The job search doesn’t just require networking, social media, and a polished resume – it also may require a significant change of location. Job searching in another city is challenging but often can produce bigger and better results.
The job market is not the same for every city. While some cities are a hub for a particular field, some have double the nation’s unemployment for all jobs. Both factors of a city’s job market should be taken into account when relocating.
Though there might be other aspects that draw you to a particular place, a weak economy means little opportunities and chance of growth for your career. A study by Brookings Institution showed that areas with a large education gap – meaning a shortage of educated job seekers relative to employer demand – have the higher unemployment rates. With so many college-educated job seekers on the prowl, some areas simply don’t offer the high-skilled positions they want.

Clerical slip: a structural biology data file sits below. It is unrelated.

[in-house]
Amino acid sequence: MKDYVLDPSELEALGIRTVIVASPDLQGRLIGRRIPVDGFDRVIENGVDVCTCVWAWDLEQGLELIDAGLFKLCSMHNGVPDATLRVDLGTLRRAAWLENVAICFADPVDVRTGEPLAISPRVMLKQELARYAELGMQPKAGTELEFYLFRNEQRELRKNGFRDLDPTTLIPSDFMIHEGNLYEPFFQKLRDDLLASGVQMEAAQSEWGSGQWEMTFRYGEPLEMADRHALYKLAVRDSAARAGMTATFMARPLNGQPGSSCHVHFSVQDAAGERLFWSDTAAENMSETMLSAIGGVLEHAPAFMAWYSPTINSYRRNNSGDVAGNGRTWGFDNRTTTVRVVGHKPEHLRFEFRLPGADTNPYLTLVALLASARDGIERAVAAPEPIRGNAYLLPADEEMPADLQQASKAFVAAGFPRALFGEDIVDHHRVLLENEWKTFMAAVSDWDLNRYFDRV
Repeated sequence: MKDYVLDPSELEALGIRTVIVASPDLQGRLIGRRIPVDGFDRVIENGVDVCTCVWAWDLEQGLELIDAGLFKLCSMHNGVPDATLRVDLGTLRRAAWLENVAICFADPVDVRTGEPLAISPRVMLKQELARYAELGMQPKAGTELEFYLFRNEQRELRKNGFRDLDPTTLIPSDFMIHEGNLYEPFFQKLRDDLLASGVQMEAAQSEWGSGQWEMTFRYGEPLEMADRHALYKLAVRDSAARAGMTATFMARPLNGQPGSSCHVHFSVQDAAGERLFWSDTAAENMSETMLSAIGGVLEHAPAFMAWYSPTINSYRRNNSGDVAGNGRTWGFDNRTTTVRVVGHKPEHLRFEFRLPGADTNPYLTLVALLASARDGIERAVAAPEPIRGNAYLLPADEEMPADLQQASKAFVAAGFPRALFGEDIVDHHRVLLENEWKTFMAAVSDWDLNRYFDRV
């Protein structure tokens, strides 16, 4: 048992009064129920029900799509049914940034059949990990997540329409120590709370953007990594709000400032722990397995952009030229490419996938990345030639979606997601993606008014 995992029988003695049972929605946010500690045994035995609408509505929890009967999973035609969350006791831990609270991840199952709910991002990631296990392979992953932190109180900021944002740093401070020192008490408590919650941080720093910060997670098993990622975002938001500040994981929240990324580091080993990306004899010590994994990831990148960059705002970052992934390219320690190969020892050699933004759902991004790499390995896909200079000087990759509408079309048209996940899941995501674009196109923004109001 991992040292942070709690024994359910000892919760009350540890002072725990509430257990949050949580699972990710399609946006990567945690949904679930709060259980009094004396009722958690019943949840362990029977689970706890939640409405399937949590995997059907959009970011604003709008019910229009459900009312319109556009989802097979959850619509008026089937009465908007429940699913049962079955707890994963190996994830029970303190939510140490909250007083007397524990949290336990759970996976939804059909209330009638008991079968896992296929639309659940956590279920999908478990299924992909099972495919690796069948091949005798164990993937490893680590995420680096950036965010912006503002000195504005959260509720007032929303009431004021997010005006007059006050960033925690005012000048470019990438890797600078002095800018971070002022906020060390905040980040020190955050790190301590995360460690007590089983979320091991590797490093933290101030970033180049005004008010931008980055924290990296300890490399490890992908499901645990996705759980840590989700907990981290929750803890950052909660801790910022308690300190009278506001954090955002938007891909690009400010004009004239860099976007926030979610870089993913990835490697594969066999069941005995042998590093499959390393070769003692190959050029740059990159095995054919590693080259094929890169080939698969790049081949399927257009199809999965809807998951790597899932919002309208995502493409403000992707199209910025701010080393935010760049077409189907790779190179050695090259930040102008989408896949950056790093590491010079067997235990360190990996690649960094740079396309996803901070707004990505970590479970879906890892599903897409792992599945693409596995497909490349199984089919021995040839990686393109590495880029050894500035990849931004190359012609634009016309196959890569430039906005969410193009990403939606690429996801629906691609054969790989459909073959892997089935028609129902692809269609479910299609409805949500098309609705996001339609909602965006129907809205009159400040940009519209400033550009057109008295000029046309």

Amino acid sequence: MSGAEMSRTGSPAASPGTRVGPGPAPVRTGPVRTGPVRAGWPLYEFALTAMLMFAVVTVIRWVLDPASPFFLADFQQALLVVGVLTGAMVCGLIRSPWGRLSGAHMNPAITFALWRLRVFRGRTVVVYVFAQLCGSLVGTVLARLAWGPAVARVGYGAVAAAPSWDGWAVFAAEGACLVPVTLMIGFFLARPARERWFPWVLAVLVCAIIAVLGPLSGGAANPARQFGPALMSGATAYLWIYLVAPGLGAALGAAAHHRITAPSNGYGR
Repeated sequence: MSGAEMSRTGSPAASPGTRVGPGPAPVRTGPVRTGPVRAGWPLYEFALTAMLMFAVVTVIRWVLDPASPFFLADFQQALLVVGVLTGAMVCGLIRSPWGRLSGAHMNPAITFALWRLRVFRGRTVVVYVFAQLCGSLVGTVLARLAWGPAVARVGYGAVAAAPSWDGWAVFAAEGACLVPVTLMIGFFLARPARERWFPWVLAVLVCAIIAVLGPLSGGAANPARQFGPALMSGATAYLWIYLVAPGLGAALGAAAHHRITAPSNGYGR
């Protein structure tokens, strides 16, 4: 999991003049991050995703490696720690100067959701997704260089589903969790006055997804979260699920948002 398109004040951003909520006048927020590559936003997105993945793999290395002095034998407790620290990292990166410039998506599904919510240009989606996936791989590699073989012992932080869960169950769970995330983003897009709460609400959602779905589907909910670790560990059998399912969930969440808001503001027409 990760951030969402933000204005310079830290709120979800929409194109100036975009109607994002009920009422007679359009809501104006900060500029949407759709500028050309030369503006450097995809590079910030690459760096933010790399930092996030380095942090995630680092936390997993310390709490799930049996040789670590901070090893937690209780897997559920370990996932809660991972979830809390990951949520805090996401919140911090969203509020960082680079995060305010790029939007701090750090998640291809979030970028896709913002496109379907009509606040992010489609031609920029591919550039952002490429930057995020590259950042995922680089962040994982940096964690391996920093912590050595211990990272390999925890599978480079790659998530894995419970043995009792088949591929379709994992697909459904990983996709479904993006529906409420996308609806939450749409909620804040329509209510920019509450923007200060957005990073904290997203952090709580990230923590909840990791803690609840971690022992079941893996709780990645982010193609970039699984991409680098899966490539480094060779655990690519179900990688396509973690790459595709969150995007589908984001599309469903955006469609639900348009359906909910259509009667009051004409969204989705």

With summer drawing near, you may already have a list of places in mind for your job search. An article by AdvisorOne lists ten cities that offer little for educated job seekers. Here is the list below:
10. Chattanooga, Tenn.-Ga.
9. Lakeland-Winter Haven, Fla.
8. Youngstown-Warren-Boardman, Ohio-Pa.
7. Riverside-San Bernardino-Ontario, Calif.
5. Fresno, Calif.
4. Modesto, Calif.
3. Bakersfield-Delano, Calif.
2. El Paso, Texas
1. McAllen-Edinburg-Mission, Texas
Remember that some cities may offer jobs – just not the ones put your degree or professional experience into use. That doesn’t mean however that you can’t make your skills useful: volunteering in non-profits, startups, or even choosing a virtual position can keep you sharp and employed, even when the job market is struggling in your area. It’s about adapting yourself and knowing where you’re needed.
What do you think? What do you think to consider when relocating for a job?